Uncork’d Entertainment has acquired the North American rights to distribute Else Films’ underground horror feature ANTRUM: THE DEADLIEST FILM EVER MADE. Written and directed by Michael Laicini and David Amito, ANTRUM presents itself as a cursed film from the 1970s. Through several layers of lost and uncovered footage, it explores how audiences allow horror films to frighten them long past their viewing experience. The film’s announcement was made today by executive producer Eric Thirteen.
“ANTRUM was a secret film making its way around the film industry…the kind of elusive oddity that only certain people were able to see,” Thirteen recalls. “When I found it, it wasn’t at all what I expected. I used to hear people say it was a mockumentary, but it turns out that isn’t true. There’s so much misinformation out there because the movie was surrounded in mystery. This week’s announcement is that the film is finally coming out. You won’t have to go to an occult book store and whisper a secret word. You’ll actually be able to get ahold of ANTRUM and watch it.”
Thirteen negotiated the deal with Keith Leopard from Uncork’d Entertainment on behalf of the filmmakers. Else Films produced the picture, with David Bond and Eric Thirteen serving as executive producers. ANTRUM is set for a limited theatrical release before coming to streaming and VOD services in Fall 2019.
The heart of ANTRUM is the titular cursed feature, which purports to have been shot in the late 1970s by unknown filmmakers. It spins the tale of two siblings who perform an occult ritual in the woods, seeking closure after the death of a beloved pet… but their seemingly symbolic act may have truly unleashed Hell on Earth.
“It’s a feature-length film,” Thirteen says. “It has this look and feeling that I haven’t seen since the 1970s. The hot grainy air of Ridley Scott’s Legend. The ever-present haunting of Don’t Look Now. It’s true that it’s hard to put your finger on what it is. The feeling though…you just know that something is very wrong and that maybe you shouldn’t be watching this.”
As rumor has it, this film vanished shortly after its completion along with the original creators – until a surprise screening during a film festival in Budapest in 1988. Not only did the theater reportedly burn to the ground, but several festival programmers later died under mysterious circumstances. As the story goes, the film was subsequently lost and found multiple times in its history – each with disastrous consequences.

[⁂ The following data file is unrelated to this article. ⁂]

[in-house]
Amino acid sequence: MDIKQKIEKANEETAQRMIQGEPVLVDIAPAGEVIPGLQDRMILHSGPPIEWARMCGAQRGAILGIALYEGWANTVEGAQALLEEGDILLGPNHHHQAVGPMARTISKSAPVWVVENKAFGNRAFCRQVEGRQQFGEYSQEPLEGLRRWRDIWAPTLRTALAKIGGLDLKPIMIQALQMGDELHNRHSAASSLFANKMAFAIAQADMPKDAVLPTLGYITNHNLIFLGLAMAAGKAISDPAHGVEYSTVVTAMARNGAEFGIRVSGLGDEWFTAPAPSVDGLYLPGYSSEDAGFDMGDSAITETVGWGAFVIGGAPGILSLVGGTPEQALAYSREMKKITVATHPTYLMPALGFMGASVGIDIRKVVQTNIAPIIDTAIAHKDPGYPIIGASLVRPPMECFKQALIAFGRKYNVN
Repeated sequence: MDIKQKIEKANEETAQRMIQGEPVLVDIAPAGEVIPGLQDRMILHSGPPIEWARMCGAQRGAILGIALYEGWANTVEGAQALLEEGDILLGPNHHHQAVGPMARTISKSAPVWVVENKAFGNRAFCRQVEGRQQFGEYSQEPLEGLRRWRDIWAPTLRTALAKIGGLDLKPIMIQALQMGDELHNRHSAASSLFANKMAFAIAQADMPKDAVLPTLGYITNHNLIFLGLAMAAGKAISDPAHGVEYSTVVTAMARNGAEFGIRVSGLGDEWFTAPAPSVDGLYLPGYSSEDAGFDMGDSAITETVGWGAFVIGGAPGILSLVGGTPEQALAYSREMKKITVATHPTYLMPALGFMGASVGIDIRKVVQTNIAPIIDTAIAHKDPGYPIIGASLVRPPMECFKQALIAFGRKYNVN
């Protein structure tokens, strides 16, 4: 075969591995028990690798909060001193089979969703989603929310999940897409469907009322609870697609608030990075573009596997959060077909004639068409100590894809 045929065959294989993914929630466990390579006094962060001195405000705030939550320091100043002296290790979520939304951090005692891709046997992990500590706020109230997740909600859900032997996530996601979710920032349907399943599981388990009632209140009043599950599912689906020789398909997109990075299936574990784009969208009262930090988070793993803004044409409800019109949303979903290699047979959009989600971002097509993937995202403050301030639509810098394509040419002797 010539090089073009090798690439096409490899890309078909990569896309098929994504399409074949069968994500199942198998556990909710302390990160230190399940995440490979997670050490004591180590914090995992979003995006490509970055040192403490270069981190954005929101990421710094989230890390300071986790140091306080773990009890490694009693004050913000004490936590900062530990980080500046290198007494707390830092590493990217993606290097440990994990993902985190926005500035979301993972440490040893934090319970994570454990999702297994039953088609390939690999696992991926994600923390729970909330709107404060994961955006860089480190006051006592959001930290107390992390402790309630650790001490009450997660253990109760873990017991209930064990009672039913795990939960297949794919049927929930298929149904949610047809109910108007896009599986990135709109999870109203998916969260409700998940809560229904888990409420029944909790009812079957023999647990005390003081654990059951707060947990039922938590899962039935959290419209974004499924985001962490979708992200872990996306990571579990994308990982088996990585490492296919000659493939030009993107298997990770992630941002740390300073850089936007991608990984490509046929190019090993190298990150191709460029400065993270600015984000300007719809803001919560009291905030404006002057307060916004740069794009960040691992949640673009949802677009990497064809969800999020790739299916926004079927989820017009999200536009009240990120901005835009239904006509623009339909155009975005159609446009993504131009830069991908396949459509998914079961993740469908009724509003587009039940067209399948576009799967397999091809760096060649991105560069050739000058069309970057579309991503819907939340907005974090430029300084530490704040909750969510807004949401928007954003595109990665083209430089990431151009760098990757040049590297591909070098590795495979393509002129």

“When you see the final product, you’ll see the full-length movie itself but also get an understanding of the lore. It’s like finding an ancient spell book. You doubt the spells are real, and then you find pages that have increasingly bizarre writing. Competing handwritten notes. Warnings in the margins. Who is the real owner of this thing, who are all these people and what happened to them? Imagine that book is a film, and you start to see why people have been so obsessed with figuring it out.”
The legend is expanded by documentary bookends on the lost film’s shadowy origins, its deadly history, and the path to its ultimate rediscovery – but outside the film, even the actual directors are shrouded in mystery. Laicini & Amito have refused to comment on strange occurrences reported by viewers, nor have they discussed the subliminal insertion of occult symbols (“sigils”) and flash-frame footage that appears unrelated to the central film.
Presented with the editorial segments and all previously mentioned additions, the full feature premiered at the Brooklyn Horror Film Festival where it garnered critical praise and won the award for Best Editing. It continues to play festivals around the world, picking up accolades including the Grand Jury Award at San Francisco’s 2019 Unnamed Footage Festival.
ANTRUM’s reputation is partially due to additional real-world events that took place as the actual film was being shown. When ANTRUM screened at Fantafest Roma, the festival brought in a priest to bless the theater. Many unexpected individuals have admitted to swapping the film outside of festivals, with cult character actor Lawrence R. Harvey (HUMAN CENTIPEDE: FULL SEQUENCE) even declaring ANTRUM “one of the best horror films of 2019.”
Journalists and curious fans have further blurred the lines by adding to the lore themselves. The continued pattern of reactions and “micro-obsessions” are encouraged by the producers. This phenomenon is now on the radar of festival programmers as the film approaches its next screening at the prestigious Brussels International Fantastic Film Festival (BIFFF) on April 18.
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